Directed by: Don Cascarelli
Written by: David Wong (book) & Don Cascarelli (Screenplay)
Quick Review – 7/10 – Cascarelli has an undoubtable visual style and manages to adapt about one-half of the book in stunning faith. Large missing parts are sure to confuse anyone who has read the book, and leave unimpressed those who have not.
John Dies at the End is the story of slacker, David Wong, and his equally slacker friend, John, who come into contact with a bizarre drug known only as soy sauce. The soy sauce opens up their minds to other worlds, worlds we all feel the existence and influence of, but are rendered incapable of seeing. From here they go on many episodic adventures.
The movie focuses on the origin story, the two protagonist’s first encounter with the soy sauce, and David’s attempts to get the word out by relaying this tale to Arnie, a journalist who has agreed to listen to the story.
Don Cascarelli is not a film maker I had ever heard of or watched before, but he is apparently a famous B-horror movie director. That being said, its understandable that some special effects would be cheesy looking. However, with the expectation of low-quality material, the film thoroughly surprised me with the impressiveness of its monsters and other effects. When it comes time for Dave to experience the high of the Soy Sauce, you are treated to a variety of quickly done shots that show off just how much of a visual powerhouse Cascarelli is. The images he has set up and captured are easily one of the best parts of the film.
Not only that, but for what he has done, Cascarelli has captured what I personally thought would be a very difficult book with such accuracy, that I had wished more than a mere one hundred minutes exposure to the material. Clearly, Cascarelli deserved a much greater project here. He has not missed a beat, the origin story plays out word for word, and is almost perfect in the way it captures scene by scene the story involved.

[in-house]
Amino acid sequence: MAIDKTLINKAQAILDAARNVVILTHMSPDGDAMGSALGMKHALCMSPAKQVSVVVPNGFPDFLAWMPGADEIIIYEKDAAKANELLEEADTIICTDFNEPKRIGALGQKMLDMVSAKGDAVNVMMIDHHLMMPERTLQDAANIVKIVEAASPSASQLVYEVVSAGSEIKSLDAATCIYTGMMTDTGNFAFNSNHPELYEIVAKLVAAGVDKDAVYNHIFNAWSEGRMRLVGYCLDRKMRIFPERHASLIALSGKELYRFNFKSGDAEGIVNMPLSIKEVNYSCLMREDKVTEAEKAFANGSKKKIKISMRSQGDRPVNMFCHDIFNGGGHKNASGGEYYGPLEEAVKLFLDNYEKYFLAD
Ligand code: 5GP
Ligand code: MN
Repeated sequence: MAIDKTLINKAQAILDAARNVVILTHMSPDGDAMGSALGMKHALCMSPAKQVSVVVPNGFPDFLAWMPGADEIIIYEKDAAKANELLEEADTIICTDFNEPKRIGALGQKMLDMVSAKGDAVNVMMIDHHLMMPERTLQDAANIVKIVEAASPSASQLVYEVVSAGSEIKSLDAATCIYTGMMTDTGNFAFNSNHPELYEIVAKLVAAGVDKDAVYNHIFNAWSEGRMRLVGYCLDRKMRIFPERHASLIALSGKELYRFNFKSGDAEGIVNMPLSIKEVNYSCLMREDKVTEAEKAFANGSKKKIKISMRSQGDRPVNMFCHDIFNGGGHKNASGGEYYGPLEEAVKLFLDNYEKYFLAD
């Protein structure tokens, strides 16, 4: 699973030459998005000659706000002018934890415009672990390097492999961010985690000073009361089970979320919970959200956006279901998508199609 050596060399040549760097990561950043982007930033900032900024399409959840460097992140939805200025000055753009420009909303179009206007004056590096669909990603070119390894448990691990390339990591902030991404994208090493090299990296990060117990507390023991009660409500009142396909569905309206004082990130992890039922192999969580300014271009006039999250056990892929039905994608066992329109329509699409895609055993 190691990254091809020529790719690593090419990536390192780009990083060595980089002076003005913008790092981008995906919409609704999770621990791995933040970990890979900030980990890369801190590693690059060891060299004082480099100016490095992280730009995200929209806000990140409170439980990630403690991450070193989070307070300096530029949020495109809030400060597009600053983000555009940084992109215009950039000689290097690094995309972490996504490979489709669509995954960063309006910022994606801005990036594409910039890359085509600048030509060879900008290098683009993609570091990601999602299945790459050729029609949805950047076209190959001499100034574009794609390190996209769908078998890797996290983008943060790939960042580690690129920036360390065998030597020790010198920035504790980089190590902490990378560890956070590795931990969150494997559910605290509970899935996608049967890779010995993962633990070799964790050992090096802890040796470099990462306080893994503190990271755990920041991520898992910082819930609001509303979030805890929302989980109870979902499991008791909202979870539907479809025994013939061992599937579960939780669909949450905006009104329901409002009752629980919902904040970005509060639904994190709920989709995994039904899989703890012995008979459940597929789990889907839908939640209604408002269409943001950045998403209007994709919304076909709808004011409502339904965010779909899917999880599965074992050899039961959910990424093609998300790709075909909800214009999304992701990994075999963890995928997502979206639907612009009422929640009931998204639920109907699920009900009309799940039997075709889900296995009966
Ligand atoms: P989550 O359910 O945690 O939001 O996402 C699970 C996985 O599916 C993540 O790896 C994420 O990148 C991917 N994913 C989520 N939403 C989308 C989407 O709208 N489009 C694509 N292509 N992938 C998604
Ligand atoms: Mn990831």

Which is perhaps why, as a reader, it is disappointing to see the movie jump a significant portion, over two hundred pages worth of material is missing completely from the movie, and very little of it is cut in, and what is cut in I cannot reasonably say makes logical sense within the context of the film. This is because, as a reader of the books, it does not make logical sense to me in context of the book. Therefore, I cannot really strike the movie for this.
However, the movie does use a tiny portion of its running time for the climax of the story, a climax with little warning or context within the film, and this does feel rushed and underdeveloped even in the movie. The evil monster Kor’rok is perhaps a joke largely lost on audience viewers, and its a situation like this that makes me think that John Dies at the End is largely a movie for people who’ve read the book, which as someone who has read the book I can safely say the opinions will be this: “Thank you very much for what you’ve given us… but why on Earth did you leave so much behind?”
The movie still retains its third act problems, regardless of what it has left out. By cutting such a large part of the book, the film shows its sufferances by creating many deus ex machina moments, leaving the feeling of an underdeveloped and rushed ending. Particularly, the change in one character’s nature makes me question whether or not he will come off looking like a cheesy ass pull, or a genuinely cool character.
In many ways, my review for the film is hindered. I would like to re-emphasize that I enjoyed watching this film. Any time I felt disappointment was not from the film itself, and what is here is perhaps still accessible to someone who can keep up with the film. But to the uninitiated, I feel like a lot of the charm, intellect, and the soul and heart that drove the book is missing from the film. If you are looking for a humorous, visually striking film, this will wet your appetite. If you are looking for a faithful adaptation of the material in the book… well your in luck, you get about 50% of the book in this movie, and considering how wrong this could’ve gone, its still impressive to see what they’ve done.
Final Score: 7/10